Some clients are heroes—or plausibly can be portrayed as heroes in legal briefs. The lawyers remain in the background, telling the story without inserting themselves into it.

Another type of legal writing I study and teach is legal blogging. What I’ve noticed in reading lots and lots of legal blogs is that some lawyers portray themselves as heroes. More than scattering in a few personal pronouns for personal interest, sometimes I see lawyers telling a story with themselves as protagonist, fighting a particular battle or war for years.

This type of blogging narrative tends to crop up in areas where the lawyer represents individuals against the government or large well-organized business sectors. Two areas that come immediately to mind are criminal defense and immigration.

My practice background was in commercial litigation and intellectual property. It was certainly nice to help clients solve problems and navigate disputes. I did help small businesses fend off David-v-Goliath-like situations. I did work with people who cared very much about what happened to them. But at the end of the day, it was business litigation. All of these clients had other things they could do if their very worst outcome happened in whatever lawsuit they faced.

That background made it hard for me to truly get it when lawyers blogged as though they were heroes in an epic struggle. It seemed like there was a lot more lawyer than client in some of these blogs. Why is their own battle and their own story so important that they could explicitly put themselves at the center of it? I suspected a power imbalance, letting the lawyer subordinate the client’s story to the lawyer’s. I suspected ego.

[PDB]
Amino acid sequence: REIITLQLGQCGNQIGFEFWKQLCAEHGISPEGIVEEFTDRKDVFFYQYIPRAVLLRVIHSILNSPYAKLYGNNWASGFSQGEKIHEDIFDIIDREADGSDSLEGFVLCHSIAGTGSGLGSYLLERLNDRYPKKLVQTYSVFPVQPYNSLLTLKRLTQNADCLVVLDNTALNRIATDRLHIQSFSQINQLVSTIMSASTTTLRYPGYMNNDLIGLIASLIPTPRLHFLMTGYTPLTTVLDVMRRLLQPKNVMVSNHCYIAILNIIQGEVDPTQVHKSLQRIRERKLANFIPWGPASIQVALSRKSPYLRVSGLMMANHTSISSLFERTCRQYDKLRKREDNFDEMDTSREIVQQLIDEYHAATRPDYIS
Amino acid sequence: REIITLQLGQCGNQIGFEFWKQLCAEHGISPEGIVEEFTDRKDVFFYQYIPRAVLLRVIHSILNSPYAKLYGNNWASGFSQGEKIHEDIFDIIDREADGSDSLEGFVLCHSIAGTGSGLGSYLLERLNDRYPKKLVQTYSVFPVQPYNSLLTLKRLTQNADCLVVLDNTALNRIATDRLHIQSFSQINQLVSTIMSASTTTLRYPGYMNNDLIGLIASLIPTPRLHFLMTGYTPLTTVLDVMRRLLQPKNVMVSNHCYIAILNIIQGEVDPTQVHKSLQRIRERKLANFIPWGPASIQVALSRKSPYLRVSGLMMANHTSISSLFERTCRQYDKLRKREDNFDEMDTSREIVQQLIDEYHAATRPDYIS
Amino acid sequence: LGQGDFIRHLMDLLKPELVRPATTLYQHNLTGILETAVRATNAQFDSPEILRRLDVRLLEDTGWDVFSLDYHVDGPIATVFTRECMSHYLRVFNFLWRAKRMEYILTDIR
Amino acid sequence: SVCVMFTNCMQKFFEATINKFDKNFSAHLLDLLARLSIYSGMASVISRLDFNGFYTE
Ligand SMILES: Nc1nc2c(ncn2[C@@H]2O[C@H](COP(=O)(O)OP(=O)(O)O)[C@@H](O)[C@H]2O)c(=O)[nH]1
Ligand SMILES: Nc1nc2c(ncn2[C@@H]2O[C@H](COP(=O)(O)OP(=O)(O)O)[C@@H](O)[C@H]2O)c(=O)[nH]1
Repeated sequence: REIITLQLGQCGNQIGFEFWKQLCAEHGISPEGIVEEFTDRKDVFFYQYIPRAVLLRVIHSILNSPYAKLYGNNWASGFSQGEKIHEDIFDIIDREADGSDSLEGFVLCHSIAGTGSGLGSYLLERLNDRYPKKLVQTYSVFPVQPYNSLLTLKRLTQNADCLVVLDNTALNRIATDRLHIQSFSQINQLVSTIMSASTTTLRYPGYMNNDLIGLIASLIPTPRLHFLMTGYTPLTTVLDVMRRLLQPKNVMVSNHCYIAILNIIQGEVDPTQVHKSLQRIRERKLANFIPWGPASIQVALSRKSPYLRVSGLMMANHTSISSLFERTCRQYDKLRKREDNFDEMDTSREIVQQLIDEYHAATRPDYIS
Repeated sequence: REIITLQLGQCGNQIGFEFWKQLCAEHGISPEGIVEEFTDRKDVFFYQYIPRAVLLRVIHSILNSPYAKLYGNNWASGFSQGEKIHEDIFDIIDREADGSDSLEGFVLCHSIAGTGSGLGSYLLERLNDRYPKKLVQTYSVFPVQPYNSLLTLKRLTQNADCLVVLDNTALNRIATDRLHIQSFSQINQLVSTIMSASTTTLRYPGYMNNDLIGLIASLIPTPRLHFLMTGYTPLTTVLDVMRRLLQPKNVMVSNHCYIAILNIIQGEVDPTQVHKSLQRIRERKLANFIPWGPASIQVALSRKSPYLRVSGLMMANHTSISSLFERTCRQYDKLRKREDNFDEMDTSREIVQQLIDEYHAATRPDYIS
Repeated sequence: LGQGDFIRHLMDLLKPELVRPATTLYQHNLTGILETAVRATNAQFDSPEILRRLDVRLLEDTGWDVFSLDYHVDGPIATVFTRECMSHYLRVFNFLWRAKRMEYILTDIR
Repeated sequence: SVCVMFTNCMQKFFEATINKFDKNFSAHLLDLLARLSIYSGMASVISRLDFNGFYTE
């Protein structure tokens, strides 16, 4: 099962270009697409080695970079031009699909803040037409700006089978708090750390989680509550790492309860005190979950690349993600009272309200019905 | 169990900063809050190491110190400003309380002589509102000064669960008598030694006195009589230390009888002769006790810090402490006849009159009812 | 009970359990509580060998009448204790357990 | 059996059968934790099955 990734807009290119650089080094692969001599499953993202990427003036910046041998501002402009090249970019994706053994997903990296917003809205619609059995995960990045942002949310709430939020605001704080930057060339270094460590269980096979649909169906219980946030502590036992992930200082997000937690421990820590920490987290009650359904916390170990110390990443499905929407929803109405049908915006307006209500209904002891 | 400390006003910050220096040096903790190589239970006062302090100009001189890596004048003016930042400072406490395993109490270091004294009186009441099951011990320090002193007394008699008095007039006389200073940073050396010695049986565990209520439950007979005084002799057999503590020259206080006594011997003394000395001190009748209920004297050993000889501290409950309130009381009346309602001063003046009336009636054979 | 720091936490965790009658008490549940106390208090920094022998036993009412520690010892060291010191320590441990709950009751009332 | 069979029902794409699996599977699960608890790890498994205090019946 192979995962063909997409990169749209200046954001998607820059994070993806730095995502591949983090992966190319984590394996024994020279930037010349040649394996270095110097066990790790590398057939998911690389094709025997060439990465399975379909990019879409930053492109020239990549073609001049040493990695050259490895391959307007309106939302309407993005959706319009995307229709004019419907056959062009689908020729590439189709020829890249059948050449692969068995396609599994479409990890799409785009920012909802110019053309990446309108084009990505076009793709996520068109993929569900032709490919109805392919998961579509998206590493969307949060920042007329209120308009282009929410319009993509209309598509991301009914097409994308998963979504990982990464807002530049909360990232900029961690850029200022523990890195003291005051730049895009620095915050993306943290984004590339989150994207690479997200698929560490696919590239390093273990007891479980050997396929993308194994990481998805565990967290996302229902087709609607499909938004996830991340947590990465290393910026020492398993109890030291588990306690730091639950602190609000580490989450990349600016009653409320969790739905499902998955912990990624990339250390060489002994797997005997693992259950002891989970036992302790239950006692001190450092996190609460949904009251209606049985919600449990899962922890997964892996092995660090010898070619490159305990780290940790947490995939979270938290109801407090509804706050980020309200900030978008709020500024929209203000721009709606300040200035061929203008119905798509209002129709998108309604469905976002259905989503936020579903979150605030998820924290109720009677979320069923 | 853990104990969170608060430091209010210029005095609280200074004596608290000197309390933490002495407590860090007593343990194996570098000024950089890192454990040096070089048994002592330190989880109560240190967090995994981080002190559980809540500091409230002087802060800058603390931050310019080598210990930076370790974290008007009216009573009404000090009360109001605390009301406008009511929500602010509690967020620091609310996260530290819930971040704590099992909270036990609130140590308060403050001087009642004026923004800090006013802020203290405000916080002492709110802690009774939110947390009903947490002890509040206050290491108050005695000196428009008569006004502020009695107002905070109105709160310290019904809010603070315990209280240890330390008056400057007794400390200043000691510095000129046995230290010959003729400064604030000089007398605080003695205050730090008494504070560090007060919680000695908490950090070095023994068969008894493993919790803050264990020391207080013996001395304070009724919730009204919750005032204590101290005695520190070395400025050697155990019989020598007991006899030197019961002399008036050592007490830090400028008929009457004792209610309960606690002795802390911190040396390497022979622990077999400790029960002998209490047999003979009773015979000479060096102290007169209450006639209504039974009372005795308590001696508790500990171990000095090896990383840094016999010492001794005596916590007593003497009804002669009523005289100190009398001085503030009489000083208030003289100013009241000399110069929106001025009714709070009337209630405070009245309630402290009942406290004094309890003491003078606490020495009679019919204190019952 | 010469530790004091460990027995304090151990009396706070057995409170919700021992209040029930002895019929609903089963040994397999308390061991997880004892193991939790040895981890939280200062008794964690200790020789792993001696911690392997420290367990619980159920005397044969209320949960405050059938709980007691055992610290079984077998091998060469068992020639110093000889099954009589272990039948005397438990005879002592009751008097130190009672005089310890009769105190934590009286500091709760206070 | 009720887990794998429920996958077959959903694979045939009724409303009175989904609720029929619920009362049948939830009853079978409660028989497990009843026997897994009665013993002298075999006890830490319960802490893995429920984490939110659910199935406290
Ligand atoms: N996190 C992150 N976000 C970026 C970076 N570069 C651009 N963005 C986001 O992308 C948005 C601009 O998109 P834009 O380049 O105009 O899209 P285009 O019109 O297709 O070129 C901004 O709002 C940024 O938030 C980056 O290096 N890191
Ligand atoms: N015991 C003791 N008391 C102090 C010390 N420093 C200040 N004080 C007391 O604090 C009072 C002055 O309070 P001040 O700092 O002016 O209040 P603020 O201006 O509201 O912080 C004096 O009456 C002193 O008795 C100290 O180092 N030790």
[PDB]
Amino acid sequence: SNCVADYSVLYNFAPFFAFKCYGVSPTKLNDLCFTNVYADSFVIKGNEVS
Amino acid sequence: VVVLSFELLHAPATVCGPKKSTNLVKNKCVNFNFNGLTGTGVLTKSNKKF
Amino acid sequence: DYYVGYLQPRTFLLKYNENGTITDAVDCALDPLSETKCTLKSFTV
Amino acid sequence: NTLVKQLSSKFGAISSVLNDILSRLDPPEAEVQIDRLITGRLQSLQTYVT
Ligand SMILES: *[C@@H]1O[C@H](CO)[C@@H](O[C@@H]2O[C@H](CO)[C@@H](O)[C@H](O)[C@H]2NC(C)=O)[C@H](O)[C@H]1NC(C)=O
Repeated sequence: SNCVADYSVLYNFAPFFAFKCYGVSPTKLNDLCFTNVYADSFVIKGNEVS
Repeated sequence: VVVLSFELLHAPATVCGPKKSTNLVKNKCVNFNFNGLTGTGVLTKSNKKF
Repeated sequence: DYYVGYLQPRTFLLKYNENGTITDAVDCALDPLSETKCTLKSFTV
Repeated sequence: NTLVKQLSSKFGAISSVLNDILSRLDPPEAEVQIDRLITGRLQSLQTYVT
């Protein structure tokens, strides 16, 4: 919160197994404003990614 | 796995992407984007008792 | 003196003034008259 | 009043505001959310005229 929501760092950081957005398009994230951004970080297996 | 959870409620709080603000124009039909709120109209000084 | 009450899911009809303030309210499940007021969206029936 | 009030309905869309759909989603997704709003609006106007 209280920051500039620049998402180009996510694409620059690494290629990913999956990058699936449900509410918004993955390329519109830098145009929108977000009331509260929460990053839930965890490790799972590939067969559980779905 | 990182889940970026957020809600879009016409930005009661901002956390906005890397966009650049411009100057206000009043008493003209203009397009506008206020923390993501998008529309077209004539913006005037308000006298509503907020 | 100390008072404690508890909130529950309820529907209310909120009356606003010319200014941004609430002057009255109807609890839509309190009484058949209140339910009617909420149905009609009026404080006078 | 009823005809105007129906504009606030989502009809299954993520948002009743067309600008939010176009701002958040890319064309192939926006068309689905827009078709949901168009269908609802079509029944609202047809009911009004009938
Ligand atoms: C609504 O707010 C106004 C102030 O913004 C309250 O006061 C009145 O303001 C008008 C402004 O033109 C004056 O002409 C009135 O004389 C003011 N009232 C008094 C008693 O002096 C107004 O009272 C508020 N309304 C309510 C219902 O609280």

The events of this weekend with the Executive Order on immigration helped me understand.

Lawyers swarmed the airports with their laptops, drafting habeas motions:

Stories of the clients were told, but only those we could actually see:

Many were literally locked in the so-called green room at Customs. Unable to communicate. Prevented from seeing a lawyer. Prevented from knowing that lawyers were outside trying to represent them. Told that the person to talk to about what was happening was President T.

The lawyers doing the work didn’t stop and tweet #habeasselfie or whatever. But someone took their picture. They were portrayed on Twitter and elsewhere as heroes.

And that helped me understand how such a lawyer would, eventually, in reflecting on their work, naturally tell a story in which they are the hero.

The clients are certainly heroic and bear the real burden of all of this. But they’re locked away and unseen, perhaps un-seeable. The lawyer works basically alone. (Maybe lawyers got such a reputation boost from this weekend not only because of the actual exigency and work, but because the photos showed them working so openly in teams bound by ethics and purpose.)

If the lawyer’s work is successful, the client emerges from the maws of the state. At that point, the client resumes their own heroic journey. But the lawyer has a story to tell too.

With this weekend’s airport images of lawyers at their laptops, holding signs offering legal help, and standing up to agents claiming “orders” prevented lawyers from seeing detainees, we got a glimpse of how a lawyer’s day-to-day experience may lead to a heroic narrative—and how that narrative can in fact be justified.

For more on telling the client’s story as a heroic journey, see Ruth Anne Robbins, Harry Potter, Ruby Slippers, and Merlin: Telling the Client’s Story Using the Characters and Paradigm of the Archetypal Hero’s Journey (Seattle U. L. Rev. 2006).